Finally, we've received clarity on student loan forgiveness and repayment. Here's what investors need to know.
September 18, 2022
Finally, we have some much-needed clarity on student loans.
Three weeks ago, the Biden Administration and the U.S. Department of Education announced a three-part plan designed to “help working and middle-class federal student loan borrowers transition back to regular payment as pandemic-related support expires.” The move came more than two years after payments on federal student loans were initially paused at the start of the COVID-19 pandemic. The plan includes a combination of one more extension to that pause, targeted student loan forgiveness that will apply to most borrowers, and several changes to make the existing student loan system more manageable for current and future borrowers.
Of course, 7investing is an site that focuses on investing in individual equity securities. So — noting I’ve covered the topic previously and with the application for forgiveness expected to be made available in the coming weeks — how does this affect our thinking?
Here are five things investors need to know:
First, some foundational figures to lay the groundwork: The U.S. department of Education will cancel federal student loan debt of up to $20,000 for borrowers who received a Pell Grant in college — 94% of whom come from families with incomes of $60,000 or less — and up to $10,000 for non-Pell Grant recipients. As suggested by then-White House Press Secretary Jen Psaki in May, student loan forgiveness will only apply to individuals with annual income of less than $125,000, or households with annual income of less than $250,000. According to the Administration, this collectively means around 87% of debt cancellation benefits will go to borrowers earnings less than $75,000 per year.
Finally, it’s important to note forgiveness is limited to federal student loans held by the U.S. Department of Education — so it does not apply to private student loans or federal student loans that have already been refinanced with a private lender.
Noting repayment was previously set to resume at the end of August 2022, the Biden Administration extended the student loan repayment pause one last time through December 31, 2022. This marked the 7th extension since the pandemic began (including two extensions of the initial 6-month pause under the Trump Administration, and now five from the Biden Admin).
To be clear, this was the final extension, and payments will resume in January 2023 for any unforgiven federal student loan balances.
On the heels of last month’s slightly hotter-than-expected Consumer Price Index (CPI) report — which sent broader stock market indexes plunging after pegging year-over-year inflation in August at roughly 8.3% (cooling from 8.5% in July but missing estimates for 8.1%) — one of the biggest concerns for investors is whether student loan forgiveness will exacerbate the problem of inflation.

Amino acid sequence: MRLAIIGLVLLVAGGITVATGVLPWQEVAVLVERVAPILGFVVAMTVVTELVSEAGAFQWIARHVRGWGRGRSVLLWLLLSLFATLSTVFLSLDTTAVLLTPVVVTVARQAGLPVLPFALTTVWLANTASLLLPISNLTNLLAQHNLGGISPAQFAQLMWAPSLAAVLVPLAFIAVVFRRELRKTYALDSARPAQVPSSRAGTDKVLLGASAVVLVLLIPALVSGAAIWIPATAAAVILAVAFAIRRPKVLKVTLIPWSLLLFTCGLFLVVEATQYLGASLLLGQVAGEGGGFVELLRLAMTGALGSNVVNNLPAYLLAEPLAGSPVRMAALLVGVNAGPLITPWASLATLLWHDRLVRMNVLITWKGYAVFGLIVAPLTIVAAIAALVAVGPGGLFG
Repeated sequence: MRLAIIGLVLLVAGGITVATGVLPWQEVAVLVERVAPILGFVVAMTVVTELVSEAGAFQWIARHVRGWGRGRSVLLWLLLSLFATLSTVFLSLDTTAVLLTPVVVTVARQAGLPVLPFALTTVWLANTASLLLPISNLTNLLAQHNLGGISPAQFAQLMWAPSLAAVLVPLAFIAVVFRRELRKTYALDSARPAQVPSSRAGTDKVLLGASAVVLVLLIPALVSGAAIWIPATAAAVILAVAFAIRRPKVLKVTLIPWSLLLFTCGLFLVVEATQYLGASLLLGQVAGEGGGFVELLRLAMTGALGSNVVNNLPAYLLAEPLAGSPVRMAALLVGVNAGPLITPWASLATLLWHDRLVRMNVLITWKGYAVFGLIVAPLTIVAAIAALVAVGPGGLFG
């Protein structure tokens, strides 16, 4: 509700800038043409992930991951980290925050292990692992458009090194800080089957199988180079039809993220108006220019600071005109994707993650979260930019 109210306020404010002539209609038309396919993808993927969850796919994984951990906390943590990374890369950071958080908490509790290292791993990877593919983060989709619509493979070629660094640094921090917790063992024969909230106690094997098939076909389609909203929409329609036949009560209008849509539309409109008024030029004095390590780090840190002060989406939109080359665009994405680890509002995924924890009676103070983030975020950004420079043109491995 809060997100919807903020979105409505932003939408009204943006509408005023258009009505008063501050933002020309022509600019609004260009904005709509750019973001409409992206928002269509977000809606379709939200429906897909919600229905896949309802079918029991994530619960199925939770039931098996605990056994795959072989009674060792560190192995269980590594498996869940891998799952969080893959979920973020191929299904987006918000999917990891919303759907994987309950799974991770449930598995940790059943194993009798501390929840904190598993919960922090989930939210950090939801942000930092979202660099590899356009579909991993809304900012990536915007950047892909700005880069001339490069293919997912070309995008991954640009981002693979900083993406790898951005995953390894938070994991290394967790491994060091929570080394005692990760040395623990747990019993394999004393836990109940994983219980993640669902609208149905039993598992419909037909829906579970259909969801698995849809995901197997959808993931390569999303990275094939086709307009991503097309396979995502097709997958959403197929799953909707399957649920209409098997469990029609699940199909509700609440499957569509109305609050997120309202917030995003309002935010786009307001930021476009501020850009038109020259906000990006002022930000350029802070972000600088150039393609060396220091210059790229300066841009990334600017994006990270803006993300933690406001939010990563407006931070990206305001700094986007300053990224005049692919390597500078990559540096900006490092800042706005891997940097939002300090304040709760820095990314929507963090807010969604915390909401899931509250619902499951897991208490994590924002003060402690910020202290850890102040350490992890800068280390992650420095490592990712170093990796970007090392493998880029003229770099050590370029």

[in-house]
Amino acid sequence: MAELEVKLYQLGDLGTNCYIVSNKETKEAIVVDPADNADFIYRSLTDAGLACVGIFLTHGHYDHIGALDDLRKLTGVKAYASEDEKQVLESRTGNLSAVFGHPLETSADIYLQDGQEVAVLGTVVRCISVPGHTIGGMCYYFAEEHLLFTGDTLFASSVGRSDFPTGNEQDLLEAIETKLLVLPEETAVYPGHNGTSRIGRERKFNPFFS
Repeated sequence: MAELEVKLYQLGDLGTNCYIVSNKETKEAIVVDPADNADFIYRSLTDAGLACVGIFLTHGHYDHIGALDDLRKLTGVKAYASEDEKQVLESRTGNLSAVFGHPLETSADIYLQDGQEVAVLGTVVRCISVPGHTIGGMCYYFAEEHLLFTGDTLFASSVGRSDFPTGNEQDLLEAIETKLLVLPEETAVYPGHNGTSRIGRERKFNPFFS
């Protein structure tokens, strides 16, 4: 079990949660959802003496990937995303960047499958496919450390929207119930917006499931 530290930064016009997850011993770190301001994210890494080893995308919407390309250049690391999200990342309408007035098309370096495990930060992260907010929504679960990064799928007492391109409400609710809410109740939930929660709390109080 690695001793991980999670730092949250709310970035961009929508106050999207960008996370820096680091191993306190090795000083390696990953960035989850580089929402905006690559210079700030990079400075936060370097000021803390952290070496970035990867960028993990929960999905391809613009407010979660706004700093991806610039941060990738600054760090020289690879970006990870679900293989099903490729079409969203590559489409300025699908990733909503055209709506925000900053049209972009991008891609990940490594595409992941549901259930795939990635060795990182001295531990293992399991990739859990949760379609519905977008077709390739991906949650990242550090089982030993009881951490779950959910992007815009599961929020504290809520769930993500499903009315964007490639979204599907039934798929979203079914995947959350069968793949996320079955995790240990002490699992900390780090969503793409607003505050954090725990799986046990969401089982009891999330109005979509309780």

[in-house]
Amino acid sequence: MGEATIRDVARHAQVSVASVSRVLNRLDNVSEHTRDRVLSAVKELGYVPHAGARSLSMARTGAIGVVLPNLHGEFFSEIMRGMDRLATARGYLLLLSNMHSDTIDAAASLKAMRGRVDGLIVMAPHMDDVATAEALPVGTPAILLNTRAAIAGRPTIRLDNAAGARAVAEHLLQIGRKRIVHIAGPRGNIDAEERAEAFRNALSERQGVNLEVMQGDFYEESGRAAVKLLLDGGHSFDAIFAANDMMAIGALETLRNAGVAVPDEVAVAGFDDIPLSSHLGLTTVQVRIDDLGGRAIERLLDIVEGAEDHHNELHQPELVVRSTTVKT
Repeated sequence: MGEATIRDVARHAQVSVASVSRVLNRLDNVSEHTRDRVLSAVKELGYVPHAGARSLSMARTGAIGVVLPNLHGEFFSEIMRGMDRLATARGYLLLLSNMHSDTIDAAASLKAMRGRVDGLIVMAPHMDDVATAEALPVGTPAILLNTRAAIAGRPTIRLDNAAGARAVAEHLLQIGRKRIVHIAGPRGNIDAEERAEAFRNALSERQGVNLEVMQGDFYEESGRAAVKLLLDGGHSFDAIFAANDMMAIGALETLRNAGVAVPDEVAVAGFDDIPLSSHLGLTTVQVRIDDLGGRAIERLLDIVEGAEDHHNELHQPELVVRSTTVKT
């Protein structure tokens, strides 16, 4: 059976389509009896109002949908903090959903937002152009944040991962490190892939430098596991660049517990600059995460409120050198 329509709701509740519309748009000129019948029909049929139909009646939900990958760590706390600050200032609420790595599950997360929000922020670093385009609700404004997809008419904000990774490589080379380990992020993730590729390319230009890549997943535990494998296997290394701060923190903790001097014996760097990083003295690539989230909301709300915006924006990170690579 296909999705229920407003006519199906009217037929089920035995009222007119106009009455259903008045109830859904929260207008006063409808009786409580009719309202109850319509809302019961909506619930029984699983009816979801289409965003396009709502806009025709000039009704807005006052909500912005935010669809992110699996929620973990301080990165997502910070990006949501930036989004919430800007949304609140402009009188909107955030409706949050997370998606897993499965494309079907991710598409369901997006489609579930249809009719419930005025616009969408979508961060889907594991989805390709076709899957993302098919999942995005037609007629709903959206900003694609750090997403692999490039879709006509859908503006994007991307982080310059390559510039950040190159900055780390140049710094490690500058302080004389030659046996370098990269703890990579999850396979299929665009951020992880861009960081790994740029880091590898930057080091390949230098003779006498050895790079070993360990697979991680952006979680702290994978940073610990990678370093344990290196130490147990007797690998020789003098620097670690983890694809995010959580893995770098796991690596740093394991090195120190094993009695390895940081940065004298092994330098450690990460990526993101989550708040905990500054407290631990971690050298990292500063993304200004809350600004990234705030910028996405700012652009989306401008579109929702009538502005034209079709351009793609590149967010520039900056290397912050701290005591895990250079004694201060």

The short answer? Yes and no.
Roosevelt Institute economists Miek Konczal and Alí Bustamante have argued that any impact to inflation of student loan forgiveness in the near term would be “small” and more than offset by the resumption of student loan repayments next year. Their sentiment was echoed by Moody’s Analytics chief economist Mark Zandi, who estimates the CPI reading would indeed increase by roughly 0.08% (assuming Biden’s student loan forgiveness plan moves forward without a hitch) only to decline by 0.11% after the repayment pause ends — ultimately making the net effect on inflation of Biden’s plan “largely a wash.”
Nonetheless, the forgiveness aspect of the plan could still be challenged in the courts. On the heels of the announcement last month, conservative attorneys general from Arizona, Missouri, and Texas were already reportedly weighing options to bring legal challenges to the Biden Administration’s plan for student loan forgiveness, arguing the move to “unilaterally dismiss debt or transfer wealth from one group to another group” would be illegal and a “huge power grab.”
Meanwhile, vocal critic Senator Ted Cruz argued the plan primarily benefits people like “that slacker barista who wasted seven years in college studying completely useless things,” and went on to suggest it was little more than an effort by Democrats to bolster their standings in the upcoming midterm elections. However, Cruz also subsequently acknowledged it “may prove a real challenge” to fight the plan in court.
Even so, we should keep in mind that any legal challenges to student loan forgiveness likely wouldn’t impact the other two parts of the Biden Administration’s three-part plan; payments will almost certainly resume in January 2023 and changes to make the existing student loan system more manageable and navigable would be implemented regardless.
Finally, to be clear, this clarity on student loan forgiveness and repayment is a good thing for student loan servicers and refinancers — many of which have worked to accelerate diversification efforts over the last couple of years during the pause and are set to emerge as stronger businesses. I recall I wrote in May that cancelling $10,000 in debt per borrower would eliminate around $321 billion of federal student loans assuming no income limits. But now, assuming 75% of eligible Americans with federal student loan debt participate, the White House estimates the plan will cost around $240 billion over the next decade. That’s still a reasonably small slice of the current $1.7 trillion total in federal student loan balances. So while the overall addressable market for refinancing and servicing will be smaller, this will serve as a spur for borrowers to finally refinance the balance of their loans as interest rates continue to climb.
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